The problem with that way of looking at inspiration, though, is that we see verses like this one. Is Paul betraying forgetfulness here indicative of his text lacking inspiration? No. Is the fact that Paul and Peter have different writing styles indicative of something nefarious? If the author is basically doing dictation, why would the writing styles be different? I think instead the way to look at it is that God uses the correct, well-prepared, human beings to write His scripture. If you look at it that way, then you don’t have to explain why Paul refers to the science of his own time rather than modern science (something we’ll come to later in 1 Corinthians.) You don’t need to explain why one Old Testament book might refer to texts lost to history, or outside of canon. It’s *more* miraculous actually, in my opinion, if Scripture is God breathed and still written by human beings.
Paul kind of makes that same point in verse 17. His own ministry is ineloquent. That ineloquence glorifies Christ by putting the focus on Christ instead of Paul. From Ellicott:
(17) Not to baptize.—Preaching was eminently the work of the Apostles. The deacons used to baptise (Acts 10:48). The mention of “the preaching of the glad tidings” affords an opportunity for the Apostle stating in vindication of himself why that, and not philosophy, was the subject of his preaching, “lest the cross of Christ should be made of none effect.” Such, and not inability or ignorance, was the grand cause of his simplicity.
And also from The Pulpit Commentaries:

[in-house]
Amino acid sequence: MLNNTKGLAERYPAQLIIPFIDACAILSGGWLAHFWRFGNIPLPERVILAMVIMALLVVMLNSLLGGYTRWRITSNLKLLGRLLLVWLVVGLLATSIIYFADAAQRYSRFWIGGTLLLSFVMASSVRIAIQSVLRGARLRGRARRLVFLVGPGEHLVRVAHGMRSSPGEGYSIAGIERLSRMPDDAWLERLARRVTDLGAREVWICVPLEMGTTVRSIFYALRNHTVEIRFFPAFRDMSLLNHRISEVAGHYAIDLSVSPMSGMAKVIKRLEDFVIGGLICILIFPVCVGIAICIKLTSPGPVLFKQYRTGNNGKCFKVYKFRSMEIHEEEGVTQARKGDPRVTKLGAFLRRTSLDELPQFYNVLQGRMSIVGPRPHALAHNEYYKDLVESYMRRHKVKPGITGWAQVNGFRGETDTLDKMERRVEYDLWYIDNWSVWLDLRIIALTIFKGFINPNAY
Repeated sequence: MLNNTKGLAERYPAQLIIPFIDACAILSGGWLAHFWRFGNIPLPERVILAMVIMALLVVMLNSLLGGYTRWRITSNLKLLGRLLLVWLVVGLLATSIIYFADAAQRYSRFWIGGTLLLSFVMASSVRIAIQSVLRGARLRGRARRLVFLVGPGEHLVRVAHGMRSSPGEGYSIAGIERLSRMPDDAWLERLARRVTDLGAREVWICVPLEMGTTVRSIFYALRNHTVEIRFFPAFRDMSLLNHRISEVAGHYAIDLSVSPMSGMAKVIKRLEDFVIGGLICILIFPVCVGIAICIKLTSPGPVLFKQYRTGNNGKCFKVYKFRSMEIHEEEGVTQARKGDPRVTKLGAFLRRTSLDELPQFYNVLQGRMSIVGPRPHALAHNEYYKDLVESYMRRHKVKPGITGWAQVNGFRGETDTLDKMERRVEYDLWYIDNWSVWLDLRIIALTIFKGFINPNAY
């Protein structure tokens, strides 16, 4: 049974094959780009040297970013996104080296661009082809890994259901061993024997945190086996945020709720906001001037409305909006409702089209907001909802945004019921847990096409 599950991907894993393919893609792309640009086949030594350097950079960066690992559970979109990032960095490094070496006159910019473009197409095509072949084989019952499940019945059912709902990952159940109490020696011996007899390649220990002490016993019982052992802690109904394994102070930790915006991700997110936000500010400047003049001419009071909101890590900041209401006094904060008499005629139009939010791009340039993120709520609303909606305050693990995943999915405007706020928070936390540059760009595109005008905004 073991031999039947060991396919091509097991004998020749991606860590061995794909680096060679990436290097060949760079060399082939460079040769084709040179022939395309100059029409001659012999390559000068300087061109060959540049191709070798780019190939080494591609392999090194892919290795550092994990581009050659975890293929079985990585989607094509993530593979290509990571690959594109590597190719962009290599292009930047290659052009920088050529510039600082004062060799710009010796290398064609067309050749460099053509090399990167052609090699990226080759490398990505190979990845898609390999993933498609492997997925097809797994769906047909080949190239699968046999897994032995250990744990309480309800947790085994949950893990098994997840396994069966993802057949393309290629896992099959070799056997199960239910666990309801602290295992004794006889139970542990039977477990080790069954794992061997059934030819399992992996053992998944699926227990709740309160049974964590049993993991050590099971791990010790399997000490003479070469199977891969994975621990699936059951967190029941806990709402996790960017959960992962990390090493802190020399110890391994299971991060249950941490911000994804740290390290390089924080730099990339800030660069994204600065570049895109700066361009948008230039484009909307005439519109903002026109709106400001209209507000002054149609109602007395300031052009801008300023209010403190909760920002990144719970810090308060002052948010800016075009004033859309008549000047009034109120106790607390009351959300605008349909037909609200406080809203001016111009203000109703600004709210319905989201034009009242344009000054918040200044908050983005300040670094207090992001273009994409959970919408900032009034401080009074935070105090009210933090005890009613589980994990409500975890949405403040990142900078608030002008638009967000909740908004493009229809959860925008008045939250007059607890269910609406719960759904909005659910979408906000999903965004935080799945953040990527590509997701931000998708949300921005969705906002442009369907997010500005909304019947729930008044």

Sent me not to baptize, but; that is, according to Semitic idiom, “not so much to baptize, as” (Matthew 28:19). The word “sent” (apesteilen) involves the meaning “made me an apostle” (apostolos). The primary function of the apostles was “to bear witness” (Mark 16:15; Acts 1:8, etc.). To preach the gospel. St. Paul again “goes off” at this word, and dwells for eight verses on the character of his preaching. Not in wisdom of words; not, that is, in a philosophic and oratorical style. The simplicity of the style and teaching of the apostles awoke the sneers of philosophers like Celsus and Porphyry. The cross of Christ. The central doctrine of Christianity, the preaching of a crucified Redeemer. Should be made void. The rendering of the Authorized Version is too strong; the cross cannot “be made of none effect.” The word means “should be emptied”; made void of its special and independent power. The words, “the cross of Christ,” form the emphatic end of the sentence in the Greek.
One point in the second note, which I have never put any thought into before, regards the culture of the Greeks at the time of Jesus. Of course a culture famous even today for its oratory and philosophers would sneer at the simple preaching of the cross. Paul is highly educated but many of the Apostles were not. If you’re trying to paint a mental image of what a 1st Century Apostle’s life might have been like, or how an early Christian might have been viewed by upper class Greeks, that quirk should be part of your mental image. Many of the learned of Greeks their day thought early Christians were dumb and ineloquent.
When you form an opinion of others, in that way, it becomes easier over time to justify oppression and persecution to yourself. It’s not a giant step from thinking groups of people are dumb to then thinking they are less than human. Perhaps there is a lesson somewhere in that for our own time.
The Greek word referred to in the note here, which translates “emptied” or “be made of no effect” is:
κενόω kenóō, ken-o’-o; from G2756; to make empty, i.e. (figuratively) to abase, neutralize, falsify:—make (of none effect, of no reputation, void), be in vain.